2. The most effective forces in fighting the abuses inflicted on women laborers were organizations such as the Women’s Trade Union League, an organization allying women of across social classes around the abuse specifically faced by women in the industrial workplace. The WTUL’s organizing efforts galvanized general strikes and other massive actions which eventually helped massively reform the horrendous sweatshop conditions faced by many garment workers (virtually all female) in New York. Not to be monomaniacal or anything, but once again organizing uniting all women on behalf of women (i.e., feminist organizing) was the most effective force in fighting patriarchal power.

The so-called Sexual Revolution and the New Virginity Debate: Feminist Perspective Needed

Carson Brown wrote a fabulous article on virgins (or the celibate) as The New Sexual Deviant [Bitch Magazine], doing an excellent job of calling attention to the male-centric nature of the so-called sexual revolution which has merely flip-flopped the old formula that Only Sluts Say Yes to Only Neurotic Prudes Say No. Of course, ultimately, this is nothing new: it’s just the playing out of the male Left vs. male Right culture wars that have been going on over the past century that were initiated by the battle between Freud and the traditionalists. The article does a good job of elaborating the sexist suppositions of both the anti-virginity and pro-virginity crowds.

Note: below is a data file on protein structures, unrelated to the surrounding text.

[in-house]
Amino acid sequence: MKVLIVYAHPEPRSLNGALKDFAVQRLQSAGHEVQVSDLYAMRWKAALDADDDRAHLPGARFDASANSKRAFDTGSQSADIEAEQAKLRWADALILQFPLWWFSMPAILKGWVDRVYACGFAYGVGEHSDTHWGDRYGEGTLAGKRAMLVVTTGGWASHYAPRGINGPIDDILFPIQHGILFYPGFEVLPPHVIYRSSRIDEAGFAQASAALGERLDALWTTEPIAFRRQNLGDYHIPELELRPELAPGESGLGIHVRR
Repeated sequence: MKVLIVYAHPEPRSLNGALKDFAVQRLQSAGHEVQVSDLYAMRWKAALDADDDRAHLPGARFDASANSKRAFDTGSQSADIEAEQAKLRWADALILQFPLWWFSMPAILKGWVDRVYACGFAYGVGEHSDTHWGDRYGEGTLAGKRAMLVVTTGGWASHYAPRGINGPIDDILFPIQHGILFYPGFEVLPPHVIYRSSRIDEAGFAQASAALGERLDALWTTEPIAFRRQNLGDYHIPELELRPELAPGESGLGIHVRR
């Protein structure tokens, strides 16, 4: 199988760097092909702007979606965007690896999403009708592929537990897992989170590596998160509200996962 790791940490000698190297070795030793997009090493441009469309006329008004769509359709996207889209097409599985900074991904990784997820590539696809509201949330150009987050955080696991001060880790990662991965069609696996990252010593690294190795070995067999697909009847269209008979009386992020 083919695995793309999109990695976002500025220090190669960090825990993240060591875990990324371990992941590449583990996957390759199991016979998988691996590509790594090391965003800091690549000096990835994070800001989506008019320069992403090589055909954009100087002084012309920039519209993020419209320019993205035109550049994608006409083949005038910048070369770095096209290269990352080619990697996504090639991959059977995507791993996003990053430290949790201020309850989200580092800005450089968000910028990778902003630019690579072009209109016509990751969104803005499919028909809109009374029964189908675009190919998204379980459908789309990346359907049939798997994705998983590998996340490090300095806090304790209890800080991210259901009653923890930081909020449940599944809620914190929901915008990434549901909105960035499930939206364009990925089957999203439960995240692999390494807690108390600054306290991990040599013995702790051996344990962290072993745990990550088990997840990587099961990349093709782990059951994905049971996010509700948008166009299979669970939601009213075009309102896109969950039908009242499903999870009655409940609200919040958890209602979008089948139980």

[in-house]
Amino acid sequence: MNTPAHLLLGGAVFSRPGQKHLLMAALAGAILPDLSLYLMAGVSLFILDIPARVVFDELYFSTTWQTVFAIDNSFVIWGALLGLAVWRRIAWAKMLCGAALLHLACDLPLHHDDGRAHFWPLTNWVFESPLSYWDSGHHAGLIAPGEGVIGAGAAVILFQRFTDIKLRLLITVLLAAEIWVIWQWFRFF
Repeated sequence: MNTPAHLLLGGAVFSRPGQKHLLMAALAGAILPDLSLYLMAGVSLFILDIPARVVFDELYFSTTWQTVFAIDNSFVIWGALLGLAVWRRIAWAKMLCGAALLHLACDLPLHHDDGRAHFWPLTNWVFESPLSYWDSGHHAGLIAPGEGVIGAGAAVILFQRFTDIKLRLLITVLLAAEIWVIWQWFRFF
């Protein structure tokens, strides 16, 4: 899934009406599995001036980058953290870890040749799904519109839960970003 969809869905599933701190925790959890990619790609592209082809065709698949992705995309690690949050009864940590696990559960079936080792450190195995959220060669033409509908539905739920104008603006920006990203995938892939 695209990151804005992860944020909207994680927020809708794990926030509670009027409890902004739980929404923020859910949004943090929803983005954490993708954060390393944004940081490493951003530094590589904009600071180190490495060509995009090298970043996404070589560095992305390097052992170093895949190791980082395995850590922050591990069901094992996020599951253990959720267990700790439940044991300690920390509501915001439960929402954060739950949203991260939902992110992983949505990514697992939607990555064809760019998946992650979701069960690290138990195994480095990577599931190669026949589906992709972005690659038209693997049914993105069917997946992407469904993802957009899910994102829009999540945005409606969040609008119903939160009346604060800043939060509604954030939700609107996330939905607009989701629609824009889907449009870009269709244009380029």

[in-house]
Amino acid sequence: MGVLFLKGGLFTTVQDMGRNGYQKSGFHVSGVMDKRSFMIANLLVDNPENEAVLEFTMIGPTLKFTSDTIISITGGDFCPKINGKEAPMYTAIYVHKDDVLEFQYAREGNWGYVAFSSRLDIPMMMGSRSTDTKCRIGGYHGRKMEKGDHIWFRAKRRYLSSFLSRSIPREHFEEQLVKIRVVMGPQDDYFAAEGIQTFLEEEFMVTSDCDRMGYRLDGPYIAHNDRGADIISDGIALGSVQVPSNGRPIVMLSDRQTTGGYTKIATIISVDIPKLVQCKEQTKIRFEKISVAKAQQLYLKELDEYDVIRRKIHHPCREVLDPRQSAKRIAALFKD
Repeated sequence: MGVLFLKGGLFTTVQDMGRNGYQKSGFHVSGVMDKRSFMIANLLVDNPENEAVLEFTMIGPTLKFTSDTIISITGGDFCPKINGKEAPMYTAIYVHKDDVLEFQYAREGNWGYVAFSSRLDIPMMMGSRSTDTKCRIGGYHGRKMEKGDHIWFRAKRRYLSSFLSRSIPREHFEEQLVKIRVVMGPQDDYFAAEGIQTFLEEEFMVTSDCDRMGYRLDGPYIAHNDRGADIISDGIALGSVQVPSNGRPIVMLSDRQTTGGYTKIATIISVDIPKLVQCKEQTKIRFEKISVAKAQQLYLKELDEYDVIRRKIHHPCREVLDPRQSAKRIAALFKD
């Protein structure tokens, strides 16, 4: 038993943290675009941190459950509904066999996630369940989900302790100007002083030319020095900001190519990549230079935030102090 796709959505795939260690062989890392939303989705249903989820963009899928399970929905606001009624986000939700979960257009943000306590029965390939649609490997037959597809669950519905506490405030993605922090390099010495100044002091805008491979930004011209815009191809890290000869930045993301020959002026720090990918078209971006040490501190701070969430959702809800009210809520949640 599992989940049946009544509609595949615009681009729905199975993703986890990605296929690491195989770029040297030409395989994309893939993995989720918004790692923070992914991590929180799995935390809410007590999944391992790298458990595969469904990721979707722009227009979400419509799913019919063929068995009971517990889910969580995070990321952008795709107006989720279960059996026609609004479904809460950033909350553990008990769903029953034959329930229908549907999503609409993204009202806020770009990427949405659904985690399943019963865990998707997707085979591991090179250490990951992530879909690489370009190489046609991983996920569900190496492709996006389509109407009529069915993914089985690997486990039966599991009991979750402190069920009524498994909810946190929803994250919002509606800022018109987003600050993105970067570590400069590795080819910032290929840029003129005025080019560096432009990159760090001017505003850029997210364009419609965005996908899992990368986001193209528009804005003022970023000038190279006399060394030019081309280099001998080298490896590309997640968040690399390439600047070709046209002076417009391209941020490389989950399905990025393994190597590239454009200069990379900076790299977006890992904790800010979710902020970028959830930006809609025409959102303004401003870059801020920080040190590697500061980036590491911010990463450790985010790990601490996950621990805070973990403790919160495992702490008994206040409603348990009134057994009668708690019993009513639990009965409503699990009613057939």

My only complaint: Brown argues

It certainly makes sense: How are capitalists supposed to market their stuff if people aren’t actively pursuing sex? How are they supposed to sell cars, clothes, beers, breakfast cereal, perfume, make-up, or travel on the premise that their products will get you laid if people are content to not get laid? So the market pulls out all the stops to ensure that we will remain sex-obsessed, so that we’ll buy things.

Well, yeah, ok, but who is constructing sex as rebellion in the first place? Who is controlling the big capitalist corporations and media outlets that use faux-rebellion to make money? The answer in both cases is: men. The one thing that Pat Robertson and Hugh Hefner can agree on is that sex = rebellion, orgasms = liberation. The question they bicker over is whether this rebellion is good or bad. Ultimately, corporate capitalism would find other rebellions to construct and market. I think we have to recognize that the enemy here isn’t capitalism. Or rather, that capitalism is subordinate to the real enemy: male supremacy.